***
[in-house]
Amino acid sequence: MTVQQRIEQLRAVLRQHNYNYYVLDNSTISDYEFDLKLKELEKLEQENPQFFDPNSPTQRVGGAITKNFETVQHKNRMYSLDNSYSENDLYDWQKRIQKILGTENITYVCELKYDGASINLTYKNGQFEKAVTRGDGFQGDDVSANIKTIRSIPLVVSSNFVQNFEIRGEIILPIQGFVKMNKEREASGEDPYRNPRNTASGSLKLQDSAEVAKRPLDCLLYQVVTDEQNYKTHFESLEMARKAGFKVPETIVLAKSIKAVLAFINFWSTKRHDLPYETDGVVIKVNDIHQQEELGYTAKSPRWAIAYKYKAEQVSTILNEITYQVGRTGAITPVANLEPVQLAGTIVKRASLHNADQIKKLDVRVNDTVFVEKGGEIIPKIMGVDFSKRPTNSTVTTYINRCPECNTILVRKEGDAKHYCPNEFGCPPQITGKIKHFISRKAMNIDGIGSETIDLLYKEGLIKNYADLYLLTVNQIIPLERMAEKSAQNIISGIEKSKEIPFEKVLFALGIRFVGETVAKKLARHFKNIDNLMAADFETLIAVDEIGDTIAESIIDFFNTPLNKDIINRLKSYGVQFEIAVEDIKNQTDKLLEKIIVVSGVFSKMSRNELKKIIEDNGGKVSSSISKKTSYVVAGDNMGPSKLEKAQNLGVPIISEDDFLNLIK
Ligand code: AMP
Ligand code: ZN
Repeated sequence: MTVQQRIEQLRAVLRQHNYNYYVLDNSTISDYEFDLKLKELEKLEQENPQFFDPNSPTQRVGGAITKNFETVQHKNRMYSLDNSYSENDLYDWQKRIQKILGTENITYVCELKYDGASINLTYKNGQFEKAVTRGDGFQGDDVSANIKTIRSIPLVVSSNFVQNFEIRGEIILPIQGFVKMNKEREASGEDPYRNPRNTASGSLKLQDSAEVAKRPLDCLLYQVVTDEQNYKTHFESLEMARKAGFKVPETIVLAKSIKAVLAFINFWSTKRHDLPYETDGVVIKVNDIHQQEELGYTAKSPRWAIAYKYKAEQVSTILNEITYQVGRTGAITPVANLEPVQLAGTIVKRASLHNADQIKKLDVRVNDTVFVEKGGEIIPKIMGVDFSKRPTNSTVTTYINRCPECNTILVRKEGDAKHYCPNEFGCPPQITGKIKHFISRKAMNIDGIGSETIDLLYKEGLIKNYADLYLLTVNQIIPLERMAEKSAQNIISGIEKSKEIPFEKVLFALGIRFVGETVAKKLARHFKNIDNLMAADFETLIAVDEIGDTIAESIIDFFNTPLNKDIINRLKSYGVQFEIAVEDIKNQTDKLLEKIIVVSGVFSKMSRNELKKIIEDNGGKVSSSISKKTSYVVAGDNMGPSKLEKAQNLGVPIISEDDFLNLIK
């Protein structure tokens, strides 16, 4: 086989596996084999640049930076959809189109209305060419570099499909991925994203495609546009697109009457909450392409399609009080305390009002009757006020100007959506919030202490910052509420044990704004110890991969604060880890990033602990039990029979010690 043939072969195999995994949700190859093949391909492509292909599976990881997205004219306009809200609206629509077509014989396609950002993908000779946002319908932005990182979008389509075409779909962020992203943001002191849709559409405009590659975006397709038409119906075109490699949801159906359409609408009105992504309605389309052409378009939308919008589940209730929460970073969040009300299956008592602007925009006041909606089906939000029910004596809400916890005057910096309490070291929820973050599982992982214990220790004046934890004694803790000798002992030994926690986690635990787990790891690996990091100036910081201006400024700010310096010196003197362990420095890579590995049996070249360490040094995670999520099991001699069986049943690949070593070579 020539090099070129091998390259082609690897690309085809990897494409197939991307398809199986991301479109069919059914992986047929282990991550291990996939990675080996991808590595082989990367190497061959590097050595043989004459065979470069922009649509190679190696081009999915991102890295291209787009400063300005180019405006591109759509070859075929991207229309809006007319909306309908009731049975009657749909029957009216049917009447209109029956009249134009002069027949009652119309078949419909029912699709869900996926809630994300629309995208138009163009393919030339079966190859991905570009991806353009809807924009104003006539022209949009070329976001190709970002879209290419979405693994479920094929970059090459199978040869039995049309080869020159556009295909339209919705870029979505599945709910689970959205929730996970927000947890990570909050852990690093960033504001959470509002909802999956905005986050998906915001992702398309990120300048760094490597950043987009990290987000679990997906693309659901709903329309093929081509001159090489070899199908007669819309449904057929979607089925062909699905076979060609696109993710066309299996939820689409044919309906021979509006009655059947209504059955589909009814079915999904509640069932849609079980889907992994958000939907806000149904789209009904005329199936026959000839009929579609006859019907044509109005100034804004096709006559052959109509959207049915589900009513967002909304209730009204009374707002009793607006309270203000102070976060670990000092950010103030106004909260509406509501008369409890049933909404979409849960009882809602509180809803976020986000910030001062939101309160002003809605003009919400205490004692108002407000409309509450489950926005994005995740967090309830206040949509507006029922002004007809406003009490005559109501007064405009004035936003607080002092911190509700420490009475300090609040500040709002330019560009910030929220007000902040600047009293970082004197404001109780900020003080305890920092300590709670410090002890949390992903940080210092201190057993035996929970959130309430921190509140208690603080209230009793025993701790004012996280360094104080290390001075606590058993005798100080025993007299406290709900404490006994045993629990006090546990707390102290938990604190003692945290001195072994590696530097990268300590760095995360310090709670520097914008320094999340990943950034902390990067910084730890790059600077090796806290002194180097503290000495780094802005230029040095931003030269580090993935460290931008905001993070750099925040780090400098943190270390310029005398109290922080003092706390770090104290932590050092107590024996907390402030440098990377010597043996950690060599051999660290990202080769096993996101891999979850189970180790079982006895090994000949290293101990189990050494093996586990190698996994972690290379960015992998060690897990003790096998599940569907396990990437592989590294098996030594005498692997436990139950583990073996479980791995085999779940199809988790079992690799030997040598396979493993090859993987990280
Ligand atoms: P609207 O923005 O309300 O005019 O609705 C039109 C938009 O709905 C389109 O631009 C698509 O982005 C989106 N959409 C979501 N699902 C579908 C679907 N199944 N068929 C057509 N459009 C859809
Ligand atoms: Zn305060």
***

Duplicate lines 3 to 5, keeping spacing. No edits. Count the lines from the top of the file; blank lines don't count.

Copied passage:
Ligand code: AMP
Ligand code: ZN
Repeated sequence: MTVQQRIEQLRAVLRQHNYNYYVLDNSTISDYEFDLKLKELEKLEQENPQFFDPNSPTQRVGGAITKNFETVQHKNRMYSLDNSYSENDLYDWQKRIQKILGTENITYVCELKYDGASINLTYKNGQFEKAVTRGDGFQGDDVSANIKTIRSIPLVVSSNFVQNFEIRGEIILPIQGFVKMNKEREASGEDPYRNPRNTASGSLKLQDSAEVAKRPLDCLLYQVVTDEQNYKTHFESLEMARKAGFKVPETIVLAKSIKAVLAFINFWSTKRHDLPYETDGVVIKVNDIHQQEELGYTAKSPRWAIAYKYKAEQVSTILNEITYQVGRTGAITPVANLEPVQLAGTIVKRASLHNADQIKKLDVRVNDTVFVEKGGEIIPKIMGVDFSKRPTNSTVTTYINRCPECNTILVRKEGDAKHYCPNEFGCPPQITGKIKHFISRKAMNIDGIGSETIDLLYKEGLIKNYADLYLLTVNQIIPLERMAEKSAQNIISGIEKSKEIPFEKVLFALGIRFVGETVAKKLARHFKNIDNLMAADFETLIAVDEIGDTIAESIIDFFNTPLNKDIINRLKSYGVQFEIAVEDIKNQTDKLLEKIIVVSGVFSKMSRNELKKIIEDNGGKVSSSISKKTSYVVAGDNMGPSKLEKAQNLGVPIISEDDFLNLIK